Back on CNN, a law professor from Georgetown was explaining that this whole business with Phil had absolutely nothing to do with free speech or personal liberty or constitutional rights or anything that was actually said. He said it was merely a dispute between an employee and his employer. I agree. But as I goosed the treadmill up to eight miles an hour, (getting me nowhere even faster,) I had to wonder – who exactly is Phil Robertson’s employer? Is it really a big cable company? Sure, A&E pays him. And yeah – they could certainly stop paying him. But are they really his boss?

This Christmas, I think Americans received a very useful gift from Phil, A&E, GLAAD, The FDC, and Jesse Jackson. A reminder of sorts, that the people on your favorite television shows don’t really work for the network. Or for the advertisers. Or for The American Army of Angry Acronyms. They work for you. They always have. Or in Phil’s case, Jesus.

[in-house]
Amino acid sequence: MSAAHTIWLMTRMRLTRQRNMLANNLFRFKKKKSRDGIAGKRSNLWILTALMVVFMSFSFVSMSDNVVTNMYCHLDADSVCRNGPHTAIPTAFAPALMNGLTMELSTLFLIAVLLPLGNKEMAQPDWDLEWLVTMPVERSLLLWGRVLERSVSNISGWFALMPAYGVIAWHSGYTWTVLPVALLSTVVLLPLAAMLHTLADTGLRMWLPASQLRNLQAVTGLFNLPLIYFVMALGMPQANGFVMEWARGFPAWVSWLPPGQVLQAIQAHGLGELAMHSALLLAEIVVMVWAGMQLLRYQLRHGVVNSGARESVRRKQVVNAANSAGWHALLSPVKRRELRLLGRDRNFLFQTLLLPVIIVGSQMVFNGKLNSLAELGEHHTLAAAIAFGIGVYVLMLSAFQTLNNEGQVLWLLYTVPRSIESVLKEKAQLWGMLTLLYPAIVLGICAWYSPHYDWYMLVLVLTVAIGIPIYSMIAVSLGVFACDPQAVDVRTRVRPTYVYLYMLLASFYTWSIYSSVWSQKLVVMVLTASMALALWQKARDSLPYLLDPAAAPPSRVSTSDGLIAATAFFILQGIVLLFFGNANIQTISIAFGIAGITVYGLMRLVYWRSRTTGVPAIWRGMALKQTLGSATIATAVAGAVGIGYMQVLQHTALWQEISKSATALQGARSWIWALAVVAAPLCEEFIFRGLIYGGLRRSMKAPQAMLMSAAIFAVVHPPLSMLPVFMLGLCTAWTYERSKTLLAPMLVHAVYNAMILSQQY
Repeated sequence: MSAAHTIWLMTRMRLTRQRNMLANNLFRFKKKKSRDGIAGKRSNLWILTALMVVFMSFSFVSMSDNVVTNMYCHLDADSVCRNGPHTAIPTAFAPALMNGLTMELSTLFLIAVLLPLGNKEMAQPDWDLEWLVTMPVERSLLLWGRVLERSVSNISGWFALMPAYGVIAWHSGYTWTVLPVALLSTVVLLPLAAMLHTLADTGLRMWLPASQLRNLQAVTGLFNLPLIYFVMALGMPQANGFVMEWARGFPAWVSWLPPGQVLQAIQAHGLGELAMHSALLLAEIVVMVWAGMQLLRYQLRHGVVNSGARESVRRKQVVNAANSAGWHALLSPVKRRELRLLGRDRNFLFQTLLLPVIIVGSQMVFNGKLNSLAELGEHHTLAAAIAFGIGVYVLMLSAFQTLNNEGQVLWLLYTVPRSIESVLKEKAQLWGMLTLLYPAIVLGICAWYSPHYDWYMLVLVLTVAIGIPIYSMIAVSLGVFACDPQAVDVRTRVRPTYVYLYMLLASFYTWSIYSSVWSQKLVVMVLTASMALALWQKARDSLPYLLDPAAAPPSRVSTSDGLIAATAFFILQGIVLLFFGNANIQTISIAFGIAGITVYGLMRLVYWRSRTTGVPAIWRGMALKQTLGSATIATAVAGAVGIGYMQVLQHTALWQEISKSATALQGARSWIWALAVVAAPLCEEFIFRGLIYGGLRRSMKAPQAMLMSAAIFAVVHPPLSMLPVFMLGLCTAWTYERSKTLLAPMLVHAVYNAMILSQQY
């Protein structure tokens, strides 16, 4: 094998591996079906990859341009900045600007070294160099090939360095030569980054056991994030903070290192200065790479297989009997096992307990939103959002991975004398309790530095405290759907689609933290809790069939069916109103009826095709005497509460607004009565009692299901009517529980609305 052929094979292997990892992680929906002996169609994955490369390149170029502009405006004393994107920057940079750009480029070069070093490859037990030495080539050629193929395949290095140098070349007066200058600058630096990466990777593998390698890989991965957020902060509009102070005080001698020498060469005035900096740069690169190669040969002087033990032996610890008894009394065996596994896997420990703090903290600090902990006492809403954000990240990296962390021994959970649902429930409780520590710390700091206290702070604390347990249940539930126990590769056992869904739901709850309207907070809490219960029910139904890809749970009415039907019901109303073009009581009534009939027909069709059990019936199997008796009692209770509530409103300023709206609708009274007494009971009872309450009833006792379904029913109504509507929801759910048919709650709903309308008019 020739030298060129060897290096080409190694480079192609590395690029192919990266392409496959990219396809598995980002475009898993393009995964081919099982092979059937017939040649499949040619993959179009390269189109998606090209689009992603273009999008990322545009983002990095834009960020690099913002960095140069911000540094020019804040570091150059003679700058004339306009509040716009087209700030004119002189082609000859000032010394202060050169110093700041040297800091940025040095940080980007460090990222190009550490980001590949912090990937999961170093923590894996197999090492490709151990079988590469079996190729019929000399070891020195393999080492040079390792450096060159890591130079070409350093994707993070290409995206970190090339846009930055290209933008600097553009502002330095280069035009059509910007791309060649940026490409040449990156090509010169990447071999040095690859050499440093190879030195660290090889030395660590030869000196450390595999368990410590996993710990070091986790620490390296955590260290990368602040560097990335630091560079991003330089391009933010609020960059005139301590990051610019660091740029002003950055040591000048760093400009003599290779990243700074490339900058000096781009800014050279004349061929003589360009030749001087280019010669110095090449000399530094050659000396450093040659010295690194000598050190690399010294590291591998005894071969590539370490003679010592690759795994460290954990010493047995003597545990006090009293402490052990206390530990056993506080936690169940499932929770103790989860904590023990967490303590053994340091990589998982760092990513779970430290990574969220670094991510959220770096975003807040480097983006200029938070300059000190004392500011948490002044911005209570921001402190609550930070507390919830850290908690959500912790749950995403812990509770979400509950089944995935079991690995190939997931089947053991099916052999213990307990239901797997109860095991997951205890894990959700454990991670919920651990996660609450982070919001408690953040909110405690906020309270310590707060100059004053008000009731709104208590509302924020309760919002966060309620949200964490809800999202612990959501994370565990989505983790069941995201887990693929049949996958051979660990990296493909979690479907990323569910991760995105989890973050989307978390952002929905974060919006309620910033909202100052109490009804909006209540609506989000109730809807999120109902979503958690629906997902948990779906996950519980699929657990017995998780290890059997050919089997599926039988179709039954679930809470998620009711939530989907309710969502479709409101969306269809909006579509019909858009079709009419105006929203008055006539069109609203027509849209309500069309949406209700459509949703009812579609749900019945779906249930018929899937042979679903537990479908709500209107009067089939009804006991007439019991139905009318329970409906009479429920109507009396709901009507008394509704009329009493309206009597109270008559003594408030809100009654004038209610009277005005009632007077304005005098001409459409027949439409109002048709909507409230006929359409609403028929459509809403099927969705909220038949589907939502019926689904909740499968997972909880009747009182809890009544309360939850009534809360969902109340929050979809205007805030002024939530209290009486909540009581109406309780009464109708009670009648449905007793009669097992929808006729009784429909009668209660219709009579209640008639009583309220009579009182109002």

Either way – the real boss has a mighty big office. And that remote in your hands is a pretty big stick.


PS. I just hung up with my mother. She too, was curious about my thoughts on all the duck drama, and had a question of her own.

“Michael,” she said, “why wouldn’t a guy like Phil just hire his own production company and do a web series called Fowl-Weather Friends?”

“Really, Mom? A “web” series? Very clever.”

“Well, if birds of a feather really do flock together, people would watch, right?”

I told her she was probably right.
Assuming of course it was A-OK with the FCC…